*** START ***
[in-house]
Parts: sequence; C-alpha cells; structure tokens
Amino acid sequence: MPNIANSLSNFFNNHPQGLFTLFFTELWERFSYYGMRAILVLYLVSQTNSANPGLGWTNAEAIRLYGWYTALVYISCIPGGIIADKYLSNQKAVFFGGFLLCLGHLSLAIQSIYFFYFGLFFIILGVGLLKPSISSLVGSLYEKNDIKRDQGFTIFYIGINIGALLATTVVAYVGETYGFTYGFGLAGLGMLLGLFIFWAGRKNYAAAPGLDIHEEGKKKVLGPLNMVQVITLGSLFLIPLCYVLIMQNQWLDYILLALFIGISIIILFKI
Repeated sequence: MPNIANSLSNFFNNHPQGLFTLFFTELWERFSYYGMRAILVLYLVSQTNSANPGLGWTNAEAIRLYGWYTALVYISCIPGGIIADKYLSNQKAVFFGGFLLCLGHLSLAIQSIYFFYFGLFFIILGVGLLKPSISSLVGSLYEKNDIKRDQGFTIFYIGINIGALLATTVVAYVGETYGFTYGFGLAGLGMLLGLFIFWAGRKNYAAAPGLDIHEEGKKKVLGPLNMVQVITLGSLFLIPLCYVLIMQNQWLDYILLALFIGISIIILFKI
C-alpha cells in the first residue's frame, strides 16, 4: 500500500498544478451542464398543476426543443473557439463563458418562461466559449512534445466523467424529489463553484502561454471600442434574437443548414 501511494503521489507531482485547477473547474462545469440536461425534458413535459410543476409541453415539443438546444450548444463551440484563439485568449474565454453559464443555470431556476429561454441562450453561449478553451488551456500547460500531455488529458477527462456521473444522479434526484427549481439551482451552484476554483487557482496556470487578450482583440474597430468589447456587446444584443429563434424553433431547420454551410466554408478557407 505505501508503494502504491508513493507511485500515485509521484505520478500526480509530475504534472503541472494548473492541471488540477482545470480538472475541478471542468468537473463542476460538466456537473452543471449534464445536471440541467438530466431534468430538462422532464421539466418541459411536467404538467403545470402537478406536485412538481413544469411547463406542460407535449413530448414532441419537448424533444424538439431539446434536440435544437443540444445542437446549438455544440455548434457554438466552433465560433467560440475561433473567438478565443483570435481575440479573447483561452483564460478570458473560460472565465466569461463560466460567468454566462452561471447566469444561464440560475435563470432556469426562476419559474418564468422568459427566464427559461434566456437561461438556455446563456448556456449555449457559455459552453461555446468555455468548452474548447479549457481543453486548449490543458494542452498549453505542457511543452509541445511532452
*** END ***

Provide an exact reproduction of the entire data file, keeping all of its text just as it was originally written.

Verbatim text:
[in-house]
Parts: sequence; C-alpha cells; structure tokens
Amino acid sequence: MPNIANSLSNFFNNHPQGLFTLFFTELWERFSYYGMRAILVLYLVSQTNSANPGLGWTNAEAIRLYGWYTALVYISCIPGGIIADKYLSNQKAVFFGGFLLCLGHLSLAIQSIYFFYFGLFFIILGVGLLKPSISSLVGSLYEKNDIKRDQGFTIFYIGINIGALLATTVVAYVGETYGFTYGFGLAGLGMLLGLFIFWAGRKNYAAAPGLDIHEEGKKKVLGPLNMVQVITLGSLFLIPLCYVLIMQNQWLDYILLALFIGISIIILFKI
Repeated sequence: MPNIANSLSNFFNNHPQGLFTLFFTELWERFSYYGMRAILVLYLVSQTNSANPGLGWTNAEAIRLYGWYTALVYISCIPGGIIADKYLSNQKAVFFGGFLLCLGHLSLAIQSIYFFYFGLFFIILGVGLLKPSISSLVGSLYEKNDIKRDQGFTIFYIGINIGALLATTVVAYVGETYGFTYGFGLAGLGMLLGLFIFWAGRKNYAAAPGLDIHEEGKKKVLGPLNMVQVITLGSLFLIPLCYVLIMQNQWLDYILLALFIGISIIILFKI
C-alpha cells in the first residue's frame, strides 16, 4: 500500500498544478451542464398543476426543443473557439463563458418562461466559449512534445466523467424529489463553484502561454471600442434574437443548414 501511494503521489507531482485547477473547474462545469440536461425534458413535459410543476409541453415539443438546444450548444463551440484563439485568449474565454453559464443555470431556476429561454441562450453561449478553451488551456500547460500531455488529458477527462456521473444522479434526484427549481439551482451552484476554483487557482496556470487578450482583440474597430468589447456587446444584443429563434424553433431547420454551410466554408478557407 505505501508503494502504491508513493507511485500515485509521484505520478500526480509530475504534472503541472494548473492541471488540477482545470480538472475541478471542468468537473463542476460538466456537473452543471449534464445536471440541467438530466431534468430538462422532464421539466418541459411536467404538467403545470402537478406536485412538481413544469411547463406542460407535449413530448414532441419537448424533444424538439431539446434536440435544437443540444445542437446549438455544440455548434457554438466552433465560433467560440475561433473567438478565443483570435481575440479573447483561452483564460478570458473560460472565465466569461463560466460567468454566462452561471447566469444561464440560475435563470432556469426562476419559474418564468422568459427566464427559461434566456437561461438556455446563456448556456449555449457559455459552453461555446468555455468548452474548447479549457481543453486548449490543458494542452498549453505542457511543452509541445511532452